Dec 21, 2022
In a major victory for pollinators and other wildlife, the U.S. Court of Appeals for the 9th Circuit on Wednesday ruled that the U.S. Environmental Protection Agency's registration of the bee-killing insecticide sulfoxaflor is unlawful.
In response to a legal challenge brought by the Center for Food Safety and the Center for Biological Diversity, the court argued that the EPA's 2019 decision authorizing the expanded use of sulfoxaflor across more than 200 million acres of pollinator-attractive crops violated the Endangered Species Act (ESA). The court gave the agency 180 days to collect public comment and issue a new decision on the insecticide, which is produced by Corteva, formerly Dow AgroSciences.
"Studies show that the widespread adoption of systemic insecticides has made our landscapes 48 times more deadly for pollinators like honeybees."
"When an agency deliberately ignores Congress' legislative command, it undermines the will of the people and ultimately our constitutional structure of government," the court wrote in a strongly worded decision.
By routinely failing to protect endangered species when registering pesticides--thereby forcing the public to sue to obtain protections that should be automatic--EPA is "engaging in a whack-a-mole strategy for complying with the ESA," the court stated.
Sylvia Wu, a senior attorney at the Center for Food Safety and counsel in the case, said that "for far too long, EPA has bent to the pesticide industry's desire to get their toxic chemicals to market as quickly as possible."
"Today the court told EPA, 'No more: Congress tasked the agency with protecting endangered species and the environment at-large, not just the interests of the pesticide companies,'" Wu added.
EPA originally approved sulfoxaflor in 2013, but thanks to an Earthjustice lawsuit filed on behalf of the Pollinator Stewardship Council and the American Beekeeper Federation, the 9th Circuit vacated that decision. The court ruled at the time that EPA failed to comply with the Federal Insecticide, Fungicide, and Rodenticide Act, which requires all pesticide applications to prove they will not cause "unreasonable adverse effects on the environment."
"In 2016, EPA re-approved sulfoxaflor subject to significant restrictions to reduce the risk to honeybees and other pollinators," Earthjustice explained. "But in 2019, and without any public notice, EPA removed these restrictions and approved new uses for the bee-killing insecticide." In response, Earthjustice once again sued the agency, this time on behalf of the Pollinator Stewardship Council, the American Beekeeping Federation, and commercial beekeeper Jeffrey Anderson.
According to the Center for Food Safety and the Center for Biological Diversity, EPA's 2019 decision "to expand use of sulfoxaflor on a wide range of crops that attract bees, including soybeans, cotton, strawberries, squash, and citrus... came despite the fact that its own scientists found the insecticide could threaten honeybee colonies and other pollinators," including the imperiled monarch butterfly.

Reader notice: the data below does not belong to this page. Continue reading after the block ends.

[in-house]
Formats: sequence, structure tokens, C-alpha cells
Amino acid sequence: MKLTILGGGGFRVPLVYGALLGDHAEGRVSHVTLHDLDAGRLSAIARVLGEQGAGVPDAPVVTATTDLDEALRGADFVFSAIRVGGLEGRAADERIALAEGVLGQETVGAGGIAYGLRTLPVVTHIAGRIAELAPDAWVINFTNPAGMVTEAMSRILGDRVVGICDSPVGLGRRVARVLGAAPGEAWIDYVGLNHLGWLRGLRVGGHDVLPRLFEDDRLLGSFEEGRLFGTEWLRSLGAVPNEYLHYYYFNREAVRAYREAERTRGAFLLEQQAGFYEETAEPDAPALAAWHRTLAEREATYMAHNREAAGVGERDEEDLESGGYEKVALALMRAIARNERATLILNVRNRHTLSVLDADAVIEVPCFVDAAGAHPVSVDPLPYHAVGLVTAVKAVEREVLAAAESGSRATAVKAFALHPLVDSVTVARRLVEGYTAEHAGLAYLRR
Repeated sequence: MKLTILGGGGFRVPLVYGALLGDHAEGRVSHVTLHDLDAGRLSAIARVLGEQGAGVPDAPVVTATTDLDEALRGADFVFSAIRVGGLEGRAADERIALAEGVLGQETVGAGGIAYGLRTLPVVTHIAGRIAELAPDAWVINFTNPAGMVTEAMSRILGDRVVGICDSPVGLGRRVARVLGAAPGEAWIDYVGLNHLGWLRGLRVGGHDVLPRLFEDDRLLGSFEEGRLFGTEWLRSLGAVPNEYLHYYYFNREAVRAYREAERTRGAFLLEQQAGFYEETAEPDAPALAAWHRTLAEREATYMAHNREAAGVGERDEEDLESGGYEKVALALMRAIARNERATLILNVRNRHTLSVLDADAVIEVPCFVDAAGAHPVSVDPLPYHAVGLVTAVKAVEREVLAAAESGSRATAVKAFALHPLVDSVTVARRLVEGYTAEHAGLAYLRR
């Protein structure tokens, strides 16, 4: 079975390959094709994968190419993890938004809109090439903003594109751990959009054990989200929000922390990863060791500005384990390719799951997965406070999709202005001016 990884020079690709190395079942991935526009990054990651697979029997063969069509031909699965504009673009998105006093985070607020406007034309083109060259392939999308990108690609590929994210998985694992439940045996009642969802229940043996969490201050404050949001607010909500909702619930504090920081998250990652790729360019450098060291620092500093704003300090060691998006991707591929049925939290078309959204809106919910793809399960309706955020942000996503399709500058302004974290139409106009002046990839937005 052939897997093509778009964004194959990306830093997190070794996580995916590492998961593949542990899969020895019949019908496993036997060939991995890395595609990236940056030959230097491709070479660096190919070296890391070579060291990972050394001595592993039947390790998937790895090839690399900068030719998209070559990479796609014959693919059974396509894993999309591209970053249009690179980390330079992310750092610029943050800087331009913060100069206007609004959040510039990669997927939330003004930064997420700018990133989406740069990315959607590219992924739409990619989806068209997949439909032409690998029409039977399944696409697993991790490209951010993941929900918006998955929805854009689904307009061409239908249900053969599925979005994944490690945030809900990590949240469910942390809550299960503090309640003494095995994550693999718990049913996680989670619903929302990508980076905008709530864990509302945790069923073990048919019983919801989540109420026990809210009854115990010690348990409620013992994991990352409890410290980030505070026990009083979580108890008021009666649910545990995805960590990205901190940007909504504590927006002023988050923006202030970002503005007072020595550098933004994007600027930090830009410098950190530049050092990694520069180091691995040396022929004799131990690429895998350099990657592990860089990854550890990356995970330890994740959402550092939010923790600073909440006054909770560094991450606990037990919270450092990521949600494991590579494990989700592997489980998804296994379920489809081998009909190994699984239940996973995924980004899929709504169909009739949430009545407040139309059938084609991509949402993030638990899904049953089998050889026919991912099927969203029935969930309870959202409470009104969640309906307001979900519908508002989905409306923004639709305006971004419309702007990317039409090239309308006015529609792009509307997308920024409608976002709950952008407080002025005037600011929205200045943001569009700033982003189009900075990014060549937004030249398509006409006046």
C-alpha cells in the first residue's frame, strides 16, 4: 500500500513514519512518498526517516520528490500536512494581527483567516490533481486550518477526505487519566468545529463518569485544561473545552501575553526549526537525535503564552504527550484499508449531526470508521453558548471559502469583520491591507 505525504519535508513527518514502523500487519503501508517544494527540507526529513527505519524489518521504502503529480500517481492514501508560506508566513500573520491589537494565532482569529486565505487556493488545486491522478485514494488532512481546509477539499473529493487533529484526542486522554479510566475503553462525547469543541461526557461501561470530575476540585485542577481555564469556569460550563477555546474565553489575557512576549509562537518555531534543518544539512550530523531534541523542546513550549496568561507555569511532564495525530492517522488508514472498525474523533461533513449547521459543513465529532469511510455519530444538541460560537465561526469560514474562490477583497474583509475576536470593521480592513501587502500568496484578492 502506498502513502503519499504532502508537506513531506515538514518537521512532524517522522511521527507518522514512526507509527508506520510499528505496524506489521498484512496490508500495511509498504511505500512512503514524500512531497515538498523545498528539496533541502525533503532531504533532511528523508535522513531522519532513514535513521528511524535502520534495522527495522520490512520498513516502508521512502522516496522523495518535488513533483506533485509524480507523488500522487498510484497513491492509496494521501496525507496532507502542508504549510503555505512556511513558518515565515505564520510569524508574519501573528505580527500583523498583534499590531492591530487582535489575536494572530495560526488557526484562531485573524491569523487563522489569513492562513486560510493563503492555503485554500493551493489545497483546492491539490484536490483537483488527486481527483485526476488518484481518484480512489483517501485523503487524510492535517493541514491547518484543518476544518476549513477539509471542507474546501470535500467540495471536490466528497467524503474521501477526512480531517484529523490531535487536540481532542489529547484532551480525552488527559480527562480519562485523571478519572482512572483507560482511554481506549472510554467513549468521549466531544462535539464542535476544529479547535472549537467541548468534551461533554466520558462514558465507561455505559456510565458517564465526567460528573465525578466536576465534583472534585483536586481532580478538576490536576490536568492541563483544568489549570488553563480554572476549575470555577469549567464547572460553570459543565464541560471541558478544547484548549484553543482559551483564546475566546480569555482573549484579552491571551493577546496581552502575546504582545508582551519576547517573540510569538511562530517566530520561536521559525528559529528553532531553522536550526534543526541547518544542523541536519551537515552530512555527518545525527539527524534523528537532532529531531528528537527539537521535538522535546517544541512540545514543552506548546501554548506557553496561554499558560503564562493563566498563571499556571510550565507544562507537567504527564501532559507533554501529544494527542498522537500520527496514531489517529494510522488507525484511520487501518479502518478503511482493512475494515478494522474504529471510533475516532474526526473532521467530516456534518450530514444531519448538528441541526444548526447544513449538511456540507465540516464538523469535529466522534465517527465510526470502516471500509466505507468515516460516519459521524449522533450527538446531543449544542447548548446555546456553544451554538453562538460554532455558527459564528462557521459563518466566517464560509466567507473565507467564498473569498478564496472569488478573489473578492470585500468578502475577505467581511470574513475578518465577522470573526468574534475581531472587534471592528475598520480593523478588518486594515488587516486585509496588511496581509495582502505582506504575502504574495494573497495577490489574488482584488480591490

The groups continued:
The EPA also weakened the few spraying restrictions it previously had in place to protect native pollinators and other wildlife, eliminating all requirements for buffers even during aerial spraying.
The EPA admitted to the court that it had not considered any of sulfoxaflor's effects on species protected by the Endangered Species Act. The agency belatedly issued a draft endangered species assessment earlier this summer. In the draft assessment, the EPA found sulfoxaflor is potentially putting 24 species of insects in jeopardy of extinction, including the Karner blue butterfly and American burying beetle.
Stephanie Parent, a senior attorney at the Center for Biological Diversity and co-counsel on the case, called Wednesday's ruling "a huge win for monarch butterflies, rusty patched bumblebees, and all the other struggling populations of insects and birds constantly under threat from harmful insecticides."
"It's long past time for the EPA to take meaningful action to protect our most imperiled wildlife and put protections in place for endangered species before approving use of toxic pesticides on millions of acres of crops," said Parent.
Earthjustice attorney Greg Loarie noted that "scientists have long said systemic insecticides like sulfoxaflor are behind the unprecedented colony collapse of the last few years."
"It makes no sense to allow a bee-killing insecticide on a bee-attractive crop, when we know we need bees for agriculture," said Loarie. "EPA must protect pollinators from sulfoxaflor, and all other systemic insecticides that end up in pollen and nectar."
Citing data from the U.S. Department of Agriculture, Earthjustice pointed out that "pollinators' ecological service in the country is valued at $200 billion a year."
"More than 80% of plants worldwide need pollinators to survive," the group continued. "From April 2020 to April 2021, U.S. beekeepers lost 45.5% of their colonies. This is the second-highest loss on record."
According to Steve Ellis, president of the Pollinator Stewardship Council, "Studies show that the widespread adoption of systemic insecticides has made our landscapes 48 times more deadly for pollinators like honeybees."
"Pollinators are critical for the country's food supply," said Ellis. "EPA must immediately stop pesticides like sulfoxaflor that kill pollinators."
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